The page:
Evaluation Components: 

Committee for Children recommends developing a plan to include evaluation early in the process of program adoption. Tools to support program evaluation are included in the online program resources.


Edwards, D., Hunt, M. H., Meyers, J., Grogg, K. R., & Jarrett, O. (2005). Acceptability and student outcomes of a violence prevention curriculum. The Journal of Primary Prevention, 26, 401–418.

Frey, K. S., Nolen, S. B., Edstrom, L. V., & Hirschstein, M. K. (2005). Effects of a school-based social-emotional competence program: Linking children's goals, attributions, and behavior. Journal of Applied Developmental Psychology, 26, 171–200.

Grossman, D. C., Neckerman, H. J., Koepsell, T. D., Liu, P. Y., Asher, K. N., Beland, K., Frey, K., and Rivara, F. P. (1997). Effectiveness of a violence prevention curriculum among children in elementary school: A randomized controlled trial. Journal of the American Medical Association, 277(20), 1605–1611.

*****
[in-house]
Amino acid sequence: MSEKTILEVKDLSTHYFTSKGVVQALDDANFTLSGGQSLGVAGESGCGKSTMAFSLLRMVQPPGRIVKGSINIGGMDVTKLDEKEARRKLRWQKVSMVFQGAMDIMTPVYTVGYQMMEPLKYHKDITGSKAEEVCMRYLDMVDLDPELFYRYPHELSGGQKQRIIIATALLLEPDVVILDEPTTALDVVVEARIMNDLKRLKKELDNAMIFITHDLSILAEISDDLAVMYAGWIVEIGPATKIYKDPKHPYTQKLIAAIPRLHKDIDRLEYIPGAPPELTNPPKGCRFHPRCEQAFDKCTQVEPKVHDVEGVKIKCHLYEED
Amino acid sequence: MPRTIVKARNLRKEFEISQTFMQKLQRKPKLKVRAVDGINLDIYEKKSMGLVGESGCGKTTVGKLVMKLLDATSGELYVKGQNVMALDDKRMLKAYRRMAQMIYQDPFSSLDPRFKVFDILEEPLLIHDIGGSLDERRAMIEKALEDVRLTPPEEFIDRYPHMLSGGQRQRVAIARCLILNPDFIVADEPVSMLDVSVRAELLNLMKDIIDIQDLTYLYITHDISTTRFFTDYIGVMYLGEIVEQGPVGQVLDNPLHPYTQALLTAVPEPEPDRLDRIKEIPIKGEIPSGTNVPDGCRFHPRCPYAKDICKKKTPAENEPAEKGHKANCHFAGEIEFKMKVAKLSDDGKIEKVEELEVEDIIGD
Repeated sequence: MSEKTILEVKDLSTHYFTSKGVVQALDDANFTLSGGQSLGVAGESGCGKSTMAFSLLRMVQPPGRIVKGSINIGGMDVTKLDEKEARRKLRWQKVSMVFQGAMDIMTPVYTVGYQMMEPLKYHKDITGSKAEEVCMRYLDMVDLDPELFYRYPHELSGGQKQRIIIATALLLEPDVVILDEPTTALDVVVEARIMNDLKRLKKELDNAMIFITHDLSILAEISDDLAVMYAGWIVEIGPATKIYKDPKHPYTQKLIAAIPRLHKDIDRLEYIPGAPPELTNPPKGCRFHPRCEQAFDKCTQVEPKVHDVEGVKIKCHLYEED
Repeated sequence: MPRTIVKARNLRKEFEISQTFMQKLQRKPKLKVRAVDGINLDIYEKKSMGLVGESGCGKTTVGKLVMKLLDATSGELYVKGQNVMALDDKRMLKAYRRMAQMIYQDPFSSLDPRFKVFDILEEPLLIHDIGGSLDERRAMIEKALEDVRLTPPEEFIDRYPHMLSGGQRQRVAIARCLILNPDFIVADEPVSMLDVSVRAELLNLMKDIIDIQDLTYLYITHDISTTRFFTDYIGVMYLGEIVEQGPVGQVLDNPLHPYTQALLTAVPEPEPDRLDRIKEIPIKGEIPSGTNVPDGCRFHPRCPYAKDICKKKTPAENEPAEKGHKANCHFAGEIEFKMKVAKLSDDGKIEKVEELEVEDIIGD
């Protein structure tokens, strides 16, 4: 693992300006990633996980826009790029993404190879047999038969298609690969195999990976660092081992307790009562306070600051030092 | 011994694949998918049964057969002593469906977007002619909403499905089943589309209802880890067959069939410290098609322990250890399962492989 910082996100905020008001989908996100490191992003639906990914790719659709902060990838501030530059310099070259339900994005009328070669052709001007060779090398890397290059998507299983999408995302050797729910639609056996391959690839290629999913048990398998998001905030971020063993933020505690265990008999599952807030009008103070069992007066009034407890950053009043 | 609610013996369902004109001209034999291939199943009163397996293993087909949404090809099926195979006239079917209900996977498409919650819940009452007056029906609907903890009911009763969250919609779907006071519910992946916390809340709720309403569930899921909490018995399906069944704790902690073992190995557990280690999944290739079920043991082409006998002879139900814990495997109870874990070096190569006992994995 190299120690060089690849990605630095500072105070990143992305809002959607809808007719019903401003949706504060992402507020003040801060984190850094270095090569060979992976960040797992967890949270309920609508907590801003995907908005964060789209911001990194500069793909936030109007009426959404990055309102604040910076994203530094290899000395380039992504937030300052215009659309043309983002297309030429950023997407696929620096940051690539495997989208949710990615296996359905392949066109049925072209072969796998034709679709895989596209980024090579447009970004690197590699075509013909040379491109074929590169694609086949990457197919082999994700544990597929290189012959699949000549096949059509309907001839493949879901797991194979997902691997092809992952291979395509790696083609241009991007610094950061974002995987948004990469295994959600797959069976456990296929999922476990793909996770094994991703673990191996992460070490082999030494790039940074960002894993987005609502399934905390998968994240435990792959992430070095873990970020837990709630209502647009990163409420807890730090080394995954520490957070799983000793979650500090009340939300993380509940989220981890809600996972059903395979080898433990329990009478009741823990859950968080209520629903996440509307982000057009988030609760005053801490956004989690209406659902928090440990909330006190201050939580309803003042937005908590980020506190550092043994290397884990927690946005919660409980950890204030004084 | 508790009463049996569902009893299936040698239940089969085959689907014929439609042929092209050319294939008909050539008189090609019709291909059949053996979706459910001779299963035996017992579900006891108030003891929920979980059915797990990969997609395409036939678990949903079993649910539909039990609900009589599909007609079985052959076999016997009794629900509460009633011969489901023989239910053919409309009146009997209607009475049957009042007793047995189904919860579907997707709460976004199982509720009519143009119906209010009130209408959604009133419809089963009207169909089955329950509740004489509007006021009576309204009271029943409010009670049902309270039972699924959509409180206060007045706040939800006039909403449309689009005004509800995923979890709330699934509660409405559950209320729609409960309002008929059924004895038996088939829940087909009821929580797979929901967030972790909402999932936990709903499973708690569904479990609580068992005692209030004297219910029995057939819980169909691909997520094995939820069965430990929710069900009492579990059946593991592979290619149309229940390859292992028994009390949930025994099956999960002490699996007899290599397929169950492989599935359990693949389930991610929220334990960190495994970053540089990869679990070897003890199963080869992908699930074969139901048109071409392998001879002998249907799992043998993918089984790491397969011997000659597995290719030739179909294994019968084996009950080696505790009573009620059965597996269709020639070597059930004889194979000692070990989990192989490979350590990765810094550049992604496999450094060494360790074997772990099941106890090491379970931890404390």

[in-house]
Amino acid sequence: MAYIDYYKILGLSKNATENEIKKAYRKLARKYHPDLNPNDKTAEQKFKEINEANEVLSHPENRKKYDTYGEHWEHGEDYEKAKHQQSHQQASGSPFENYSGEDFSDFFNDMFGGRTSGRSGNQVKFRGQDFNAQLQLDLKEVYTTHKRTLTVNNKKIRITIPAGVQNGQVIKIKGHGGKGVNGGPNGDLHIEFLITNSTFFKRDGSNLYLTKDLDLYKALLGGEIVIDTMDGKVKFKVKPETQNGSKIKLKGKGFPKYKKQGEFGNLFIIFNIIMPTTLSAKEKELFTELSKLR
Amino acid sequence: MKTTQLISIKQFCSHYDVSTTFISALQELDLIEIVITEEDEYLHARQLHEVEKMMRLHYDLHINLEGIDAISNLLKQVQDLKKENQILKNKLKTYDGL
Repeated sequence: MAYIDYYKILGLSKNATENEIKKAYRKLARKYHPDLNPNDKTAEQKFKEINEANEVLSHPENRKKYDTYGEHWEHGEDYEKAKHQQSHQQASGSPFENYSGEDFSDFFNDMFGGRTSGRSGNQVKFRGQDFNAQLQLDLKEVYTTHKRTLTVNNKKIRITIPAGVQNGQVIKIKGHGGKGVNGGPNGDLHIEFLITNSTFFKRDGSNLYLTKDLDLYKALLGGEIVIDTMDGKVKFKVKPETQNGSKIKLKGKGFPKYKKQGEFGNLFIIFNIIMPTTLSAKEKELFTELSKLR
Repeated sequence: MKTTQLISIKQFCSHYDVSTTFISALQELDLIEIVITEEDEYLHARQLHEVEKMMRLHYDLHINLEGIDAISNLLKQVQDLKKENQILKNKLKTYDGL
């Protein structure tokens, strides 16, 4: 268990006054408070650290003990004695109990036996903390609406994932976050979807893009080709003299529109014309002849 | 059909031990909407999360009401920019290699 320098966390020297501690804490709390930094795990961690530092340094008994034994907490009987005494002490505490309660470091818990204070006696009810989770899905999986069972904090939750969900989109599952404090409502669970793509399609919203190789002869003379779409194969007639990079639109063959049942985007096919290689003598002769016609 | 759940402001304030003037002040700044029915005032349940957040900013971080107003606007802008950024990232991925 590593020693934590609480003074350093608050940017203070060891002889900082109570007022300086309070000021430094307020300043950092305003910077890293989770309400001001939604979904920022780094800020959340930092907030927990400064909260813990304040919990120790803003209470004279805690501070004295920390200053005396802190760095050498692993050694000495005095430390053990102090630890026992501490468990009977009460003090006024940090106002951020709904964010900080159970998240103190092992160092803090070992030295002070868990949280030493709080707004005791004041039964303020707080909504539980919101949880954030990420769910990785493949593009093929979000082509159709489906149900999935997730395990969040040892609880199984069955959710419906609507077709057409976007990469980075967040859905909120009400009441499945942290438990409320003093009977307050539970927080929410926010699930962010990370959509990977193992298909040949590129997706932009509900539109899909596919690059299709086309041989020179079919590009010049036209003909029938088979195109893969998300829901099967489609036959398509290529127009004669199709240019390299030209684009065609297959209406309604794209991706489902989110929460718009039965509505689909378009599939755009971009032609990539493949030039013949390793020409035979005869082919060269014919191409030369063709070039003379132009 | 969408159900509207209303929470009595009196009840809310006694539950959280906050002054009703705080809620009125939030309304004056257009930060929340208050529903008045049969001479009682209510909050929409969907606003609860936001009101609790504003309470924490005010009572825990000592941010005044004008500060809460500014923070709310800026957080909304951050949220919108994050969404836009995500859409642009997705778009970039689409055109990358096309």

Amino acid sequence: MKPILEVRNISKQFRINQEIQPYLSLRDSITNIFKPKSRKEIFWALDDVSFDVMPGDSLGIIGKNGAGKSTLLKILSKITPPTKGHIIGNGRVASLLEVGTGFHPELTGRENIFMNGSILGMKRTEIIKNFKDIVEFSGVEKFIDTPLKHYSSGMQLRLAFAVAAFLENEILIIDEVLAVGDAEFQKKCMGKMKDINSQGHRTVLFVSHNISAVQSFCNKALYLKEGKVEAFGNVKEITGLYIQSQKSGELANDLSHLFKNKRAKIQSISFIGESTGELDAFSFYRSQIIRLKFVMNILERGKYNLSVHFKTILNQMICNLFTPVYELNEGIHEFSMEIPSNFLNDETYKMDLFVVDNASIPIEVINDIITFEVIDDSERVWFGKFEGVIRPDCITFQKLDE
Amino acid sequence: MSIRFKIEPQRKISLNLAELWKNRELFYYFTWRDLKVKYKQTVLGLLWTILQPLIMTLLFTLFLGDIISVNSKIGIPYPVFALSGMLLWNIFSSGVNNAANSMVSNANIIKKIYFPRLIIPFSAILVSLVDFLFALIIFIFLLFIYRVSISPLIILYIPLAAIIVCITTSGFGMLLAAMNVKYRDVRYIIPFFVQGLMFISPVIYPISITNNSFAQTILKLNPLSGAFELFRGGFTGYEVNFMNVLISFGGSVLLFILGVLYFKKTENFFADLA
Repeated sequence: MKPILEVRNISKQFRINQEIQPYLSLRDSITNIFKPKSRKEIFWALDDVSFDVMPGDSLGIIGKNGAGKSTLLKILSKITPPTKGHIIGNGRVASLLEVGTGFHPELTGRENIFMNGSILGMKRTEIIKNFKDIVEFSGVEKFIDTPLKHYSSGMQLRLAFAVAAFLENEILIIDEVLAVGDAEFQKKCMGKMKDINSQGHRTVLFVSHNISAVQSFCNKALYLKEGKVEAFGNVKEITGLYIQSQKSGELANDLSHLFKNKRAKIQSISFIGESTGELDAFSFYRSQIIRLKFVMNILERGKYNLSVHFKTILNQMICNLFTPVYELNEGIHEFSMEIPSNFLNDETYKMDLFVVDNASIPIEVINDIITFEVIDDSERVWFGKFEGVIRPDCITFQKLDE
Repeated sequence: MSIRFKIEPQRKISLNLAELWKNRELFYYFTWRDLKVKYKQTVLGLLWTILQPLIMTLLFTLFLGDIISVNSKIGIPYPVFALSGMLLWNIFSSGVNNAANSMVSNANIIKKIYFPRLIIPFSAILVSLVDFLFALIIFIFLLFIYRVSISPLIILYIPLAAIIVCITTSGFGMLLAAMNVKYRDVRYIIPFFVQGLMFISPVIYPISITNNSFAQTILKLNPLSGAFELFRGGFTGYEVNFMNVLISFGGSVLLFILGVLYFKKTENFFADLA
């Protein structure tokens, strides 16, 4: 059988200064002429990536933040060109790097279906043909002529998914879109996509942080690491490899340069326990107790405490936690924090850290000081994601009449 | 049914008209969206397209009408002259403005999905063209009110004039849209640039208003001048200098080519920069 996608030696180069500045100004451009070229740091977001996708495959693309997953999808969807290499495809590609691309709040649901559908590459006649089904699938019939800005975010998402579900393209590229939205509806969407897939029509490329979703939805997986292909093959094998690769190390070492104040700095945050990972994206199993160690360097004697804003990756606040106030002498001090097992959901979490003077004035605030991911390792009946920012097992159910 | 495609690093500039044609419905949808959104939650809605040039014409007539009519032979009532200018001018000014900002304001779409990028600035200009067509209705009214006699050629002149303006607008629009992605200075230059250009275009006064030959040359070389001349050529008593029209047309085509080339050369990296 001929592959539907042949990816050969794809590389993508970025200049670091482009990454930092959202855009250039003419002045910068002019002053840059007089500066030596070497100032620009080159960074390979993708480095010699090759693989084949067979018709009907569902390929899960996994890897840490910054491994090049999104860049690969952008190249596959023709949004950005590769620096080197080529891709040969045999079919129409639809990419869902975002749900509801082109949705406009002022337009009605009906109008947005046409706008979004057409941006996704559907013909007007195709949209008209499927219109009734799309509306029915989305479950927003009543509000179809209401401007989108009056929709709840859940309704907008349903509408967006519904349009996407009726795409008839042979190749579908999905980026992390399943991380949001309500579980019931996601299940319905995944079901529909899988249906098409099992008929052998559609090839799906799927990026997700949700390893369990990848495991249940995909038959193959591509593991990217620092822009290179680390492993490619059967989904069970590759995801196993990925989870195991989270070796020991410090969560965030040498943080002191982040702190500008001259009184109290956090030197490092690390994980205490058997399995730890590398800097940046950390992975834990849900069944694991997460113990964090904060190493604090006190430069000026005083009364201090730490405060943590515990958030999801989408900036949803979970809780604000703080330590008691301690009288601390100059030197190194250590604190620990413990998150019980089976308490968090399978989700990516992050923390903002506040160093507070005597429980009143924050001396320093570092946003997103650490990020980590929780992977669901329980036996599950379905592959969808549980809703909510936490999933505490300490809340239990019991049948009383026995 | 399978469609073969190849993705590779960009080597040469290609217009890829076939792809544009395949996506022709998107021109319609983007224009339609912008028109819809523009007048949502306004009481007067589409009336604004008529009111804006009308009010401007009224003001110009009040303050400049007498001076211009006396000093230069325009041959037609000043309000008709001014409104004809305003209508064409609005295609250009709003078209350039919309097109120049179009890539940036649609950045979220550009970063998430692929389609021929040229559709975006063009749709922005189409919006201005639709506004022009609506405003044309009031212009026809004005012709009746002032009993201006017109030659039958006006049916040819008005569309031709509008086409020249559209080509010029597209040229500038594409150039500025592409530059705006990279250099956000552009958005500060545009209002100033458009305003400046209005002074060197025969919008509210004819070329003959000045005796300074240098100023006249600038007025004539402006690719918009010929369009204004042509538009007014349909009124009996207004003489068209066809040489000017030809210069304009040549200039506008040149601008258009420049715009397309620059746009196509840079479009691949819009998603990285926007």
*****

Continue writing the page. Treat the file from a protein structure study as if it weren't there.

McMahon, S. D., Washburn, J., Felix, E. D., Yakin, J., & Childrey, G. (2000). Violence prevention: Program effects on urban preschool and kindergarten children. Applied and Preventive Psychology, 9, 271–281.

McMahon, S. D., & Washburn, J. J. (2003). Violence prevention: An evaluation of program effects with urban African American students. The Journal of Primary Prevention, 24, 43-62.

Taub, J. (2002). Evaluation of the Second Step violence prevention program at a rural elementary school. School Psychology Review, 31(2), 186–200.